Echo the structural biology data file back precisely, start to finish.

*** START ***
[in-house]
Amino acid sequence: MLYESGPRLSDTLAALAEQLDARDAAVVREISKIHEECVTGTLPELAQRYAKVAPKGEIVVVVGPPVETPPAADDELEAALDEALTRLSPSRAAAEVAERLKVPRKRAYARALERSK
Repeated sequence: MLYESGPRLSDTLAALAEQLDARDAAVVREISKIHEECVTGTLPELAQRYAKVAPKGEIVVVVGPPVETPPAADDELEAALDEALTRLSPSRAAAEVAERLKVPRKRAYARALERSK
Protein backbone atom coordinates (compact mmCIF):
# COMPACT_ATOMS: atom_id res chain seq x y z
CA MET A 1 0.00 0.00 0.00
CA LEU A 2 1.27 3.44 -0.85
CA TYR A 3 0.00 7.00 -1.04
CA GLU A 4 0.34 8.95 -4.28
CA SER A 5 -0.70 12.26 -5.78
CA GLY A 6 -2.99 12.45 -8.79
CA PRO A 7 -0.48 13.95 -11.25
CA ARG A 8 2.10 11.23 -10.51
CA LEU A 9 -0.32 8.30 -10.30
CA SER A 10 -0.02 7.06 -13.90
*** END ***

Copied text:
[in-house]
Amino acid sequence: MLYESGPRLSDTLAALAEQLDARDAAVVREISKIHEECVTGTLPELAQRYAKVAPKGEIVVVVGPPVETPPAADDELEAALDEALTRLSPSRAAAEVAERLKVPRKRAYARALERSK
Repeated sequence: MLYESGPRLSDTLAALAEQLDARDAAVVREISKIHEECVTGTLPELAQRYAKVAPKGEIVVVVGPPVETPPAADDELEAALDEALTRLSPSRAAAEVAERLKVPRKRAYARALERSK
Protein backbone atom coordinates (compact mmCIF):
# COMPACT_ATOMS: atom_id res chain seq x y z
CA MET A 1 0.00 0.00 0.00
CA LEU A 2 1.27 3.44 -0.85
CA TYR A 3 0.00 7.00 -1.04
CA GLU A 4 0.34 8.95 -4.28
CA SER A 5 -0.70 12.26 -5.78
CA GLY A 6 -2.99 12.45 -8.79
CA PRO A 7 -0.48 13.95 -11.25
CA ARG A 8 2.10 11.23 -10.51
CA LEU A 9 -0.32 8.30 -10.30
CA SER A 10 -0.02 7.06 -13.90